2013-2014 City Budget: Listening Closely and Investing Wisely
This afternoon, the Mayor will propose to the City Council how he believes we should spend the nearly $1 billion in our city’s general fund budget. He makes his presentation at 2 p.m. in City Hall. You can attend and be part of the audience or watch it on the Seattle Channel.
As chair of the Council’s Budget Committee, here’s how I will evaluate the Mayor’s proposal:
- Does the budget focus on your priorities and the basic services city government is obligated to provide? Are we getting our core work done on your behalf?
- Does the budget fund programs that work and achieve the desired results? Are we spending wisely and effectively?
- Does the budget reflect our shared values for fairness, opportunity for all, justice and protecting the most vulnerable?
- Does the budget advance our quality of life? Among all the choices we face, are we strategically focused on spending that will do the most good?
Listening to You
When deciding how to spend your tax dollars the most important thing we can do is listen. My staff and I have been attending community meetings and listening to residents throughout our city. Most folks are busy with their jobs and families and have not yet been able to voice their views. The good news is that there are many more opportunities: You can attend our main public hearings at City Hall (October 4 and October 25), send us an e-mail at firstname.lastname@example.org, or take our on-line budget survey today.
- What priorities do you believe local government should focus on?
- How safe do you feel in your neighborhood?
- How satisfied are you with the city government services you receive?
- Do you believe city government is responsive to the needs of Seattle’s most vulnerable?
Please visit our budget website for more opportunities to be informed and be involved: http://www.seattle.gov/council/budget/.
Funding Only What Works
Earlier this year the budget forecast for next year was looking pretty gloomy, but the Mayor’s Budget Office recently signaled there would be money for new investments. Before we rush to launch new programs or expand current ones, however, I believe we must see clear and independent evidence that our investment will produce the desired outcomes.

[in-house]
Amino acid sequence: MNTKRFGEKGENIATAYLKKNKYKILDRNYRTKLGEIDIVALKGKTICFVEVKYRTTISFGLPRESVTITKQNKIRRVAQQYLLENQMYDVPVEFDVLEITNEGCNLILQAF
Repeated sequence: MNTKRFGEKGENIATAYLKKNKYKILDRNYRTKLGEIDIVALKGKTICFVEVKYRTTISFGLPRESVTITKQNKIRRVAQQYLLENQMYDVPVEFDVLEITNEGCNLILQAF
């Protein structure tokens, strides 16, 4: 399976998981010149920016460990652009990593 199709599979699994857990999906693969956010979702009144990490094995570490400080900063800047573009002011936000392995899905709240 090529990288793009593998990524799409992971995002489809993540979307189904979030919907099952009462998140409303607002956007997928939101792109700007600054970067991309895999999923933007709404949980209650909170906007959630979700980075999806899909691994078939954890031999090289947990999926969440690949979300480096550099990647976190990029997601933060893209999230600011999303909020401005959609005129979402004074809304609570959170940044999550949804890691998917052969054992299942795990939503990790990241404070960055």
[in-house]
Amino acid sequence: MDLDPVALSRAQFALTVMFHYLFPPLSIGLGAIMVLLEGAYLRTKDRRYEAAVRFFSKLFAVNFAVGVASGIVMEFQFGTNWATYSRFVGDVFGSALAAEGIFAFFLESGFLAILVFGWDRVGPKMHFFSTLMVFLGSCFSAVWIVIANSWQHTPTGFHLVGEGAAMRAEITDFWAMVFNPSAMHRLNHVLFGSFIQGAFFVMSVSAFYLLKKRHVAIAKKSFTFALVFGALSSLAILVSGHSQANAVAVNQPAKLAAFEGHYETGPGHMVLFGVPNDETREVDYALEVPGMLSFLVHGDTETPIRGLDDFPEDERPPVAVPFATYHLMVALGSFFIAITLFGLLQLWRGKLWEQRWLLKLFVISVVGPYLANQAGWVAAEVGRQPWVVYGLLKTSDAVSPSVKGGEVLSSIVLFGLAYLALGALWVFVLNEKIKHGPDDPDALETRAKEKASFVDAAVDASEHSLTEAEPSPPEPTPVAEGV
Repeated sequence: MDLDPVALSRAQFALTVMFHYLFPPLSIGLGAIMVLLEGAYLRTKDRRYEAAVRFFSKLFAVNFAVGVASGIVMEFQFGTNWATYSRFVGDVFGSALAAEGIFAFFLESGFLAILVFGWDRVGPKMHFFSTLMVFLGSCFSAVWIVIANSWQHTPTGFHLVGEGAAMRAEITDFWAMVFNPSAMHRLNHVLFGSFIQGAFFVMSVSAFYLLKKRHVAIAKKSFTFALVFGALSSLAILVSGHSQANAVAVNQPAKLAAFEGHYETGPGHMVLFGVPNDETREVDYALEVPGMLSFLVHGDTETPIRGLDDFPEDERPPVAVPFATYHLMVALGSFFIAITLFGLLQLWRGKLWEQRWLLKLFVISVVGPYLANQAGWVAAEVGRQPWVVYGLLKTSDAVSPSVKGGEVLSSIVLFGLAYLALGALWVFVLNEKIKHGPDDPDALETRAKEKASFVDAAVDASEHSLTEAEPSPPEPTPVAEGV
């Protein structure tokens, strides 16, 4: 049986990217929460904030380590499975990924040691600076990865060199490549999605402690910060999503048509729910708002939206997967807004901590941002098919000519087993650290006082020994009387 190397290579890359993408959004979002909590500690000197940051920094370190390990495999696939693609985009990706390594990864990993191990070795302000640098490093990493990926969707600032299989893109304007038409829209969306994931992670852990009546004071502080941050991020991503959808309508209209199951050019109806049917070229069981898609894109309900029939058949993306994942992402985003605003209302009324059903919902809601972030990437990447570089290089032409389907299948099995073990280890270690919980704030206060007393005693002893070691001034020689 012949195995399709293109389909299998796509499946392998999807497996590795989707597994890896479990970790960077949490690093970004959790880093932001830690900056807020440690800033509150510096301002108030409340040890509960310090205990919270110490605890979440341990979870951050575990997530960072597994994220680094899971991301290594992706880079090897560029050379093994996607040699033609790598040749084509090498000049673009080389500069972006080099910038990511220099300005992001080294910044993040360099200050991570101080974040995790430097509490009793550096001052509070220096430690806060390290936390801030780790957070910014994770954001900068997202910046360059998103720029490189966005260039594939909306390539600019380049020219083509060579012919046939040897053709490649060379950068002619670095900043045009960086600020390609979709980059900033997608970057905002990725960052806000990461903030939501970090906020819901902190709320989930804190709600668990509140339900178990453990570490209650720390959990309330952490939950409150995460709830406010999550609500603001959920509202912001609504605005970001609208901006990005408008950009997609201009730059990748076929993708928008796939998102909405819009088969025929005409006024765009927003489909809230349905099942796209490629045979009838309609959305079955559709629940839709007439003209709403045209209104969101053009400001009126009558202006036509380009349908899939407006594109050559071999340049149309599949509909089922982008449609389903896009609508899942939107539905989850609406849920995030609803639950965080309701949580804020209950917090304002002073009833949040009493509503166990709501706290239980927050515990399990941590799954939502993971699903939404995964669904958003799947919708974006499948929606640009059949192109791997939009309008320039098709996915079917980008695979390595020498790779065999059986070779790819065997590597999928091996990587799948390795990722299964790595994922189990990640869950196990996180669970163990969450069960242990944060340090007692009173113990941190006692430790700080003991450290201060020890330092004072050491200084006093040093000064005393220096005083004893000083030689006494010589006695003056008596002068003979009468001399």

Last week, the Council passed Resolution 31404, legislation I introduced that will frame our budget analysis by asking the following questions about new investments:
- What are the long-term and measurable goals (outcomes) of the proposed program?
- What is the gap between the current situation (status quo) and the goals?
- How effective will the program be in making progress toward the goals?
- How will the program’s progress be measured to prove whether it achieved results?
Public safety is an important example. Earlier this month our City Auditor and the Center for Evidence-Based Crime Policy at George Mason University published a report that verifies what we discovered last year: we are spending millions of dollars on over 60 crime prevention programs, but we can only be sure a handful work well. The Mayor’s budget must begin to address this gap between research and practice. It should set up independent evaluations to confirm whether programs achieve their goals, stop funding programs that do not work, and increase funding only for programs that do.
We should be funding programs with clear and independent evidence of success. And we should stop funding programs that don’t work so we can free up money for the successful programs.
Here’s a strong example: Nurse Family Partnership (NFP).
I pushed to increase funding for this program last year and my committee received an update on its progress two weeks ago. NFP is a program that sends specially-trained nurses into the homes of first-time moms living in poverty. The nurses help the mom early in her pregnancy and continue to visit until their child reaches age two. The program has been operating for more than 30 years and it is one of the most tested and most successful programs in the country.
The results of NFP are clearly documented—a decreased likelihood of criminal involvement by both the mother and child, better academic outcomes for the child, stronger economic stability for the mother and lower government costs. Independent reports rank NFP as among the most effective and most efficient interventions possible to improve child welfare and prevent crime. Yet, our current funding of the NFP is not enough to reach all the eligible moms in Seattle. We can and should expand this program.
As the Council’s budget process kicks into gear, my colleagues and I will listen to you and ask the hard questions about new spending. After all, it’s your money. Together, let’s make sure we invest in what works.